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Bright 1998 Behaviour of dormice in habitat corridors

Title: Behaviour of specialist species in habitat corridors: arboreal dormice avoid corridor gaps, Animal Behaviour, 1998

Author: PW Bright

Country: UK

Background to study

Dormice frequently occupy small woodland patches connected by hedgerows, but are less common in regions where hedgerows are scarce.  This suggests that hedgerows may facilitate the movement of dormice across landscapes and as such help in maintaining viable populations by counteracting negative impacts of population isolation.  Understanding how dormice utilize hedgerows and the factors that influence their movement are important considerations for dormouse conservation.

Methods

  • 12 adult dormice (11 male, 1 female) were live trapped, radio collared and temporarily released at three sites representing different dispersal routes; 1 uncut hedgerow, 1 cut hedgerow and a grass field. Both hedgerows were uninhabited by dormice and had gaps of 1, 3 and >6 metres and were of similar species composition but varied in their structure (uncut = taller and wider).
  • Individuals were released on independent occasions and each tracked for one night per treatment after which they were re-captured and returned to their source site. The weight before and after release was recorded.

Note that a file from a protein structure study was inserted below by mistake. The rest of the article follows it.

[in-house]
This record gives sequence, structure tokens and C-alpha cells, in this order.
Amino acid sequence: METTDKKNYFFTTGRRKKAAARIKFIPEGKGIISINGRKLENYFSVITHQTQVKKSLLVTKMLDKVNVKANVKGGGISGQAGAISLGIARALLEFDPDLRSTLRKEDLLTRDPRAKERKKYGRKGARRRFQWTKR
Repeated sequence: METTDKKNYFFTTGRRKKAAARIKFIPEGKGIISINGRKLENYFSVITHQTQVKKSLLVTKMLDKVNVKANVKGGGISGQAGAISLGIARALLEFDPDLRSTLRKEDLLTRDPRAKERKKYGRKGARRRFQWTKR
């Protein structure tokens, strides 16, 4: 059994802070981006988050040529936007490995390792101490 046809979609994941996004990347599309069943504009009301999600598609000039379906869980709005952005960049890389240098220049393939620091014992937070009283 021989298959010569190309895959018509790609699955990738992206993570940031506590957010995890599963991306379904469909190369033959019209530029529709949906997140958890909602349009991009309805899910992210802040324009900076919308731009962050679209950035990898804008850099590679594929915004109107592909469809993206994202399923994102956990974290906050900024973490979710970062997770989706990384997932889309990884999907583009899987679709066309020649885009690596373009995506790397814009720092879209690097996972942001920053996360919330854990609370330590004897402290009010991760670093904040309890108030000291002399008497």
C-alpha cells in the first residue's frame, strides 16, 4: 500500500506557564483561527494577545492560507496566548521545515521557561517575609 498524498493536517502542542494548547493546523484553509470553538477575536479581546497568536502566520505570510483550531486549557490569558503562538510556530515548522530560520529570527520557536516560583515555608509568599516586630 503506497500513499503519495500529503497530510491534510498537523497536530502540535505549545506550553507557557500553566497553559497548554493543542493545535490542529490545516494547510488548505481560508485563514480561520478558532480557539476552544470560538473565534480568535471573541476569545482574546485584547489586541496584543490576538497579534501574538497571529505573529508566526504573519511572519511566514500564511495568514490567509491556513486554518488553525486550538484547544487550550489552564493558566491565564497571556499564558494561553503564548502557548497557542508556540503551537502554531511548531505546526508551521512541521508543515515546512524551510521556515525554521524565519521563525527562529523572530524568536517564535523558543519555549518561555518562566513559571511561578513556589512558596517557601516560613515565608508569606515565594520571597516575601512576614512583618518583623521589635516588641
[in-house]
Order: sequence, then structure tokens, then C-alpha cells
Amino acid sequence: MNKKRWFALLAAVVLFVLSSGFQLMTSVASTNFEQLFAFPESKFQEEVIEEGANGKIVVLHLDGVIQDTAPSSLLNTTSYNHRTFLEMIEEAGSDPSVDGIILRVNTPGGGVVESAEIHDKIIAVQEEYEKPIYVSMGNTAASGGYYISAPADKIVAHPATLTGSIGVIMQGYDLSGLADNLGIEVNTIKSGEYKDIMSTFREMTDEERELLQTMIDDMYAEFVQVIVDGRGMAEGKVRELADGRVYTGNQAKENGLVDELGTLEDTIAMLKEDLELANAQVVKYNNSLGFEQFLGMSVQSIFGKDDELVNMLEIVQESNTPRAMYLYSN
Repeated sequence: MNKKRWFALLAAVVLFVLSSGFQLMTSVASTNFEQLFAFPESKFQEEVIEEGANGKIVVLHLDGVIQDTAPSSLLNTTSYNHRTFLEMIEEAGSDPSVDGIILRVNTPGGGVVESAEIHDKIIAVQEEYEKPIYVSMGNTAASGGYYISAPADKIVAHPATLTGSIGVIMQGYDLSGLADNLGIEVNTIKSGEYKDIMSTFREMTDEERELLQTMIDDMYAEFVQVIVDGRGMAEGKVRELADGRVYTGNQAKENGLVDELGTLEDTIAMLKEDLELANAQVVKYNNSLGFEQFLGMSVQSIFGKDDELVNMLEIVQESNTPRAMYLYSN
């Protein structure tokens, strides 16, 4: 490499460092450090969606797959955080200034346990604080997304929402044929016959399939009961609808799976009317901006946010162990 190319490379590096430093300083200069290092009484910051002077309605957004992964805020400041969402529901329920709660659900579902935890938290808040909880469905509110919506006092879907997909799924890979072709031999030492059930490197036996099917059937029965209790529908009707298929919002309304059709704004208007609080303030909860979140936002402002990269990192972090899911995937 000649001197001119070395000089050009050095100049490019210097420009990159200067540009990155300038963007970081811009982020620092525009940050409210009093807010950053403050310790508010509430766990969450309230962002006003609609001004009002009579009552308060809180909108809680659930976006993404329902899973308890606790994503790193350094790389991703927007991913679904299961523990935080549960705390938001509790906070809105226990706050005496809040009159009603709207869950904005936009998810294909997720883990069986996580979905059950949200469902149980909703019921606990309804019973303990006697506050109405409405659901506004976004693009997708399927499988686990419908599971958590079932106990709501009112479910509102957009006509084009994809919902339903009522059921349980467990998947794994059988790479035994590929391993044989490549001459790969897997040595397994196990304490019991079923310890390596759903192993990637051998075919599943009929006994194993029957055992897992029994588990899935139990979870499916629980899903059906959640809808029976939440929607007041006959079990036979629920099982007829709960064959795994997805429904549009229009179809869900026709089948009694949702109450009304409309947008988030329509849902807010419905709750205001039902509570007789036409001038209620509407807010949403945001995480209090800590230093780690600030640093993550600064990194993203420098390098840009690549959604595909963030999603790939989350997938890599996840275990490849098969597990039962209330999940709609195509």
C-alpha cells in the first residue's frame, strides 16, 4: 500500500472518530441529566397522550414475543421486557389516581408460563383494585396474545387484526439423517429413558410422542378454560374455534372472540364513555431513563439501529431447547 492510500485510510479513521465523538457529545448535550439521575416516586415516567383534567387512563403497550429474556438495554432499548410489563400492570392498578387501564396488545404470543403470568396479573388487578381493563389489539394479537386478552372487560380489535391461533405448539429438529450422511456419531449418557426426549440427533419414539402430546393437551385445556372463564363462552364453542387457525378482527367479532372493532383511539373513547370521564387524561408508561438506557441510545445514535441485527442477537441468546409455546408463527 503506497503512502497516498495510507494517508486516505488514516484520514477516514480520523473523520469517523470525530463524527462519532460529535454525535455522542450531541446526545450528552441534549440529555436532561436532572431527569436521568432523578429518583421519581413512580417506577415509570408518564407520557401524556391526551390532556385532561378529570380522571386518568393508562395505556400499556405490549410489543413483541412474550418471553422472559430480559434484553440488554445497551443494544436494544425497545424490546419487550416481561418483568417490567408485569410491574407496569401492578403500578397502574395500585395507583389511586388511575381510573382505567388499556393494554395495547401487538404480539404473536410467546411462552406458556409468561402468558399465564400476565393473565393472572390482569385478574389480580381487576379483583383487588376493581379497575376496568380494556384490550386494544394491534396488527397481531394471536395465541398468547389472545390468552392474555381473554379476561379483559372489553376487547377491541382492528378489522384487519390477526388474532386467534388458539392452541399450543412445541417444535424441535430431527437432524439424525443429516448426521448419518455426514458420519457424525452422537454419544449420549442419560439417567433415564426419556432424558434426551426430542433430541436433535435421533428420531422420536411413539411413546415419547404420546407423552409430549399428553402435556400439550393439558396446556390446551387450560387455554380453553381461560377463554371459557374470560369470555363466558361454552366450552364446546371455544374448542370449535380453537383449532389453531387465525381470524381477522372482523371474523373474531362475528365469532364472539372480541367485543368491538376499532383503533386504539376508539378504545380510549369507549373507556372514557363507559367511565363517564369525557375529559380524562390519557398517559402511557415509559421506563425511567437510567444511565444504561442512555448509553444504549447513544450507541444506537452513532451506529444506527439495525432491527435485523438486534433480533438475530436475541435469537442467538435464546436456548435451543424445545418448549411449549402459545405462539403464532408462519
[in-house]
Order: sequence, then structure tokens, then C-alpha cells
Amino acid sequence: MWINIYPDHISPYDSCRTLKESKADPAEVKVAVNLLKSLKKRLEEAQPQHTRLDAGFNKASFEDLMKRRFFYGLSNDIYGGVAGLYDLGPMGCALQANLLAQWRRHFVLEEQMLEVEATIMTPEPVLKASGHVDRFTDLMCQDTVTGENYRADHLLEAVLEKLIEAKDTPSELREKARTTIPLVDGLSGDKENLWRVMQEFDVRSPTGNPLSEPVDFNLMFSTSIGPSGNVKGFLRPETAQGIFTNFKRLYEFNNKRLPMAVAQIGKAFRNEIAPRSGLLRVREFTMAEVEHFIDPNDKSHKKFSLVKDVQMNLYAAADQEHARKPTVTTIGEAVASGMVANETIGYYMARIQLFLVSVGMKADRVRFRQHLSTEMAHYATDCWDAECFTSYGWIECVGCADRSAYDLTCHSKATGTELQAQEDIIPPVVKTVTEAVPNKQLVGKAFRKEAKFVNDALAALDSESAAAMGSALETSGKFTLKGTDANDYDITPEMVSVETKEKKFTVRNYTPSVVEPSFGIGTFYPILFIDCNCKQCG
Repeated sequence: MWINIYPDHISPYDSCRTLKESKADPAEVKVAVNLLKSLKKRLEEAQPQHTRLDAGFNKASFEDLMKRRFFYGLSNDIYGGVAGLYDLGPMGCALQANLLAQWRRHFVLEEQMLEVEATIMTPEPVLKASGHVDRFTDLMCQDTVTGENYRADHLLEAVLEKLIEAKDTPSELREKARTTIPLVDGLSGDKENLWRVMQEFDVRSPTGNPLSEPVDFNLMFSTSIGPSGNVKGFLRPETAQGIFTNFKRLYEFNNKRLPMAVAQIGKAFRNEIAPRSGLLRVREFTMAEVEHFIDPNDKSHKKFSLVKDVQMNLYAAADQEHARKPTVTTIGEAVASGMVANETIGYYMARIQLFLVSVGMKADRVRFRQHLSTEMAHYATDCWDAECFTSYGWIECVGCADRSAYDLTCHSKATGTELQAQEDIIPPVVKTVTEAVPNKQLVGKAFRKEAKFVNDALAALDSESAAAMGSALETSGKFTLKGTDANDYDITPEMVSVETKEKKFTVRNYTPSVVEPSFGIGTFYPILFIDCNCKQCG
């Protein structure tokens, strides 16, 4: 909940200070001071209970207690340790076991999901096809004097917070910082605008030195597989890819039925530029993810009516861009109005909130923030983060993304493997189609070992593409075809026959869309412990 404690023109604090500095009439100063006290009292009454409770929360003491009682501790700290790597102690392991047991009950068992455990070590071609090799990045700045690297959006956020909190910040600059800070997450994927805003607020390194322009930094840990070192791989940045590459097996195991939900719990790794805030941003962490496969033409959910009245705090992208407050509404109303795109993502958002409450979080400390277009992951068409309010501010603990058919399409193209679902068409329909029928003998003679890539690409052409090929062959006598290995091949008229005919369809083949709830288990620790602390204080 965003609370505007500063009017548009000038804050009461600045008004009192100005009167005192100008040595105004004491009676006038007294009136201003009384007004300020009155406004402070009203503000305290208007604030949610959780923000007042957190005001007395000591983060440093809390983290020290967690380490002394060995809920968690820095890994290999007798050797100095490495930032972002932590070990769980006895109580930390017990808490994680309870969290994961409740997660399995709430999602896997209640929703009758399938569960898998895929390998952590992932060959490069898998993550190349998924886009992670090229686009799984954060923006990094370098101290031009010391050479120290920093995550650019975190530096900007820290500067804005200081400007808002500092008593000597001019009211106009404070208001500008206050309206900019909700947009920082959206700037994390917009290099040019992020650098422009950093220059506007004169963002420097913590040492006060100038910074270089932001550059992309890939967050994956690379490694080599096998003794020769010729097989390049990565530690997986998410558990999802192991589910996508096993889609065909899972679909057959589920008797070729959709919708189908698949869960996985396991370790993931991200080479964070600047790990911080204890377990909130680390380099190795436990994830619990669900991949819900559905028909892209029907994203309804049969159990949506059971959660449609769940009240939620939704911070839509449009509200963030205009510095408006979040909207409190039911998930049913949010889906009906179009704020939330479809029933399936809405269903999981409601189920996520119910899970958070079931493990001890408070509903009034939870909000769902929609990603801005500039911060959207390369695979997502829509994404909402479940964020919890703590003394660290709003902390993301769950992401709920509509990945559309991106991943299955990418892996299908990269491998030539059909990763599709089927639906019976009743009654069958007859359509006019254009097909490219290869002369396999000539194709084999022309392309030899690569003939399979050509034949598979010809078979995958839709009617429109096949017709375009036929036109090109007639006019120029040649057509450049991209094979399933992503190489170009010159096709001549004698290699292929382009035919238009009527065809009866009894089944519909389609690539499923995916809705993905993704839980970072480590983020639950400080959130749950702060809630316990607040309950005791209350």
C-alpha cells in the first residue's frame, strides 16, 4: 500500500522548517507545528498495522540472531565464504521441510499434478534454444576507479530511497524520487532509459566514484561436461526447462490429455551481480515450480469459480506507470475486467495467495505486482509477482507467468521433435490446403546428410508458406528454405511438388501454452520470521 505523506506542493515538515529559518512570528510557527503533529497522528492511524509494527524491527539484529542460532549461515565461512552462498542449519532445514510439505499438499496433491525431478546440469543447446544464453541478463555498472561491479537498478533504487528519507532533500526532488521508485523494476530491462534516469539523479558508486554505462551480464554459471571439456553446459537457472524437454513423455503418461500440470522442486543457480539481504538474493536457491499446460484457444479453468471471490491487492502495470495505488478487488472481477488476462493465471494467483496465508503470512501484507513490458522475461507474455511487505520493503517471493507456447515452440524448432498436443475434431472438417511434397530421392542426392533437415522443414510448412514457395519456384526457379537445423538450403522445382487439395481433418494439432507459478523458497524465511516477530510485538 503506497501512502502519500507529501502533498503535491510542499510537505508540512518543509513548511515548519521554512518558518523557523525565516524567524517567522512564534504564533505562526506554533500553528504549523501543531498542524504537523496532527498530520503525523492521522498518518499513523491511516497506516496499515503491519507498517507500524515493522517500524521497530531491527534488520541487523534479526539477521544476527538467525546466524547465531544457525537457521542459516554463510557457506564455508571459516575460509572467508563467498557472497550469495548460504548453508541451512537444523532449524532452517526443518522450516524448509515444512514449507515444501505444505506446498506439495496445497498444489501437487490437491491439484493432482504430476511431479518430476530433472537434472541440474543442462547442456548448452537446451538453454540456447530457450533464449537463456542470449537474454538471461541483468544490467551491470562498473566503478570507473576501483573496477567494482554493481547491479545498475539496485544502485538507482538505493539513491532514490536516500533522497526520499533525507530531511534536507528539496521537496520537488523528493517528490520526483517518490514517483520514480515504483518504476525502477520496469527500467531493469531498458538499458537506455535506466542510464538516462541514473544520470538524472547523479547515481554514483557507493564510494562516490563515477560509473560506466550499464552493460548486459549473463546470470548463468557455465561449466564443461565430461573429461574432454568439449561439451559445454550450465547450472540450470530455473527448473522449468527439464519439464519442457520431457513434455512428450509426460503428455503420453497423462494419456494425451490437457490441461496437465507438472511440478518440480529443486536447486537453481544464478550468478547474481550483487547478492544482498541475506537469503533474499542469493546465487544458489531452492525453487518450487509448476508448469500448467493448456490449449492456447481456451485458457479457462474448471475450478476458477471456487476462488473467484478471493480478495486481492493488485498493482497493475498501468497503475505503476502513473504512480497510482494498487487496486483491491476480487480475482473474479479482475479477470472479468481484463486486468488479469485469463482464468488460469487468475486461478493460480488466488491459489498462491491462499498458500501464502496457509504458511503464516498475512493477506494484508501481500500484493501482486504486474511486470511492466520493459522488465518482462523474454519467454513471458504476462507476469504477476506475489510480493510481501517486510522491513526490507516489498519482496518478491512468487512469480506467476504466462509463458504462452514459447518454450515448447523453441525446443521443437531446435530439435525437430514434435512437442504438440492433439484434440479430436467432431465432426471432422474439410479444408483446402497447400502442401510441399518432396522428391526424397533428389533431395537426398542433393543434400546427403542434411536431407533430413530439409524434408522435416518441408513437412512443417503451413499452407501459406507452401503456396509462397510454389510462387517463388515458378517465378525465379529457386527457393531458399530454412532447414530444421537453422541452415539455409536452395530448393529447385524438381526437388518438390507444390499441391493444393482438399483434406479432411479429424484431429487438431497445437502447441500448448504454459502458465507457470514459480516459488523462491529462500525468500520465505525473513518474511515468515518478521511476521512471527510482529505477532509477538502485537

• Data on location, height (hedgerows), among shrub flowers (uncut hedgerow) and motion of individual (still or moving) was collected at 2 minute intervals.

Key Results

  • Dormice travelled faster and further in cut hedgerows than in uncut hedgerows and 7 dormice were observed at food sources in the uncut hedgerow.
  • Dormice did not orientate towards woodlands located at one or either end of hedgerows
  • Individuals were significantly more likely to cross smaller hedgerow gaps (1 m) than larger gaps (>6 m) which were never crossed.
  • Dormice exhibited significantly more movement and lost more body mass when released into the field site compared to hedgerows. Two individuals orientated towards the nearest hedgerow or woodland and nine moved diagonally across the field.  All individuals appeared to orientate towards their source site.

Key messages to landowners and managers derived from these results

  • Hedgerows are a valuable habitat that are likely to facilitate the dispersal of dormice in comparison to field habitats as the majority of individuals in this present study showed an affiliation to their source site and escape behaviour rather than demonstrating signs of dispersing to new suitable habitat.
  • Large gaps in hedgerows (>3 m) could present a significant barrier to dormouse movement and filling in gaps should be practised to promote successful dispersal between habitat patches.
  • Uncut hedgerows may provide refuge for dispersing dormice due to increase food availability
  • Managed hedgerows without food sources may promote dormouse movement across the landscape but may come with increased risk of starvation if suitable habitat is not within the fasting endurance of a dispersing individual.

Key words/phrases

Dormice; Muscardinus avellanarius; radio tracking; hedgerow; movement; gaps; dispersal

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